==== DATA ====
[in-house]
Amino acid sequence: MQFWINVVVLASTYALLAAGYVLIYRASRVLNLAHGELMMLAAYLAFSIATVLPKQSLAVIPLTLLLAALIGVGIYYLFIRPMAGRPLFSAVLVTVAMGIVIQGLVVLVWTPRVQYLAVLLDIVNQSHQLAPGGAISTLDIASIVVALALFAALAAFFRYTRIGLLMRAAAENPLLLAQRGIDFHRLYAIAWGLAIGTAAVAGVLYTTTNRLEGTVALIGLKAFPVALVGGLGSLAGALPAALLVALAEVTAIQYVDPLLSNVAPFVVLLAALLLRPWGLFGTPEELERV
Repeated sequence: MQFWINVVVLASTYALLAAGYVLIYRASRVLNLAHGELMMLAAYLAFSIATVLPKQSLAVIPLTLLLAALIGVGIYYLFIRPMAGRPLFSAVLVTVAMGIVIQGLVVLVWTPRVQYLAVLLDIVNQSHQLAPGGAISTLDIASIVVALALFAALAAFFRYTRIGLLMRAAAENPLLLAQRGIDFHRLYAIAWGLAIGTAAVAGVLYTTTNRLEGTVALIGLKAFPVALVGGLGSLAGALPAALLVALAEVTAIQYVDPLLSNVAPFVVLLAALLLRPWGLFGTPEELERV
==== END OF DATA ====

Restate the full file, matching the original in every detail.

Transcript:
[in-house]
Amino acid sequence: MQFWINVVVLASTYALLAAGYVLIYRASRVLNLAHGELMMLAAYLAFSIATVLPKQSLAVIPLTLLLAALIGVGIYYLFIRPMAGRPLFSAVLVTVAMGIVIQGLVVLVWTPRVQYLAVLLDIVNQSHQLAPGGAISTLDIASIVVALALFAALAAFFRYTRIGLLMRAAAENPLLLAQRGIDFHRLYAIAWGLAIGTAAVAGVLYTTTNRLEGTVALIGLKAFPVALVGGLGSLAGALPAALLVALAEVTAIQYVDPLLSNVAPFVVLLAALLLRPWGLFGTPEELERV
Repeated sequence: MQFWINVVVLASTYALLAAGYVLIYRASRVLNLAHGELMMLAAYLAFSIATVLPKQSLAVIPLTLLLAALIGVGIYYLFIRPMAGRPLFSAVLVTVAMGIVIQGLVVLVWTPRVQYLAVLLDIVNQSHQLAPGGAISTLDIASIVVALALFAALAAFFRYTRIGLLMRAAAENPLLLAQRGIDFHRLYAIAWGLAIGTAAVAGVLYTTTNRLEGTVALIGLKAFPVALVGGLGSLAGALPAALLVALAEVTAIQYVDPLLSNVAPFVVLLAALLLRPWGLFGTPEELERV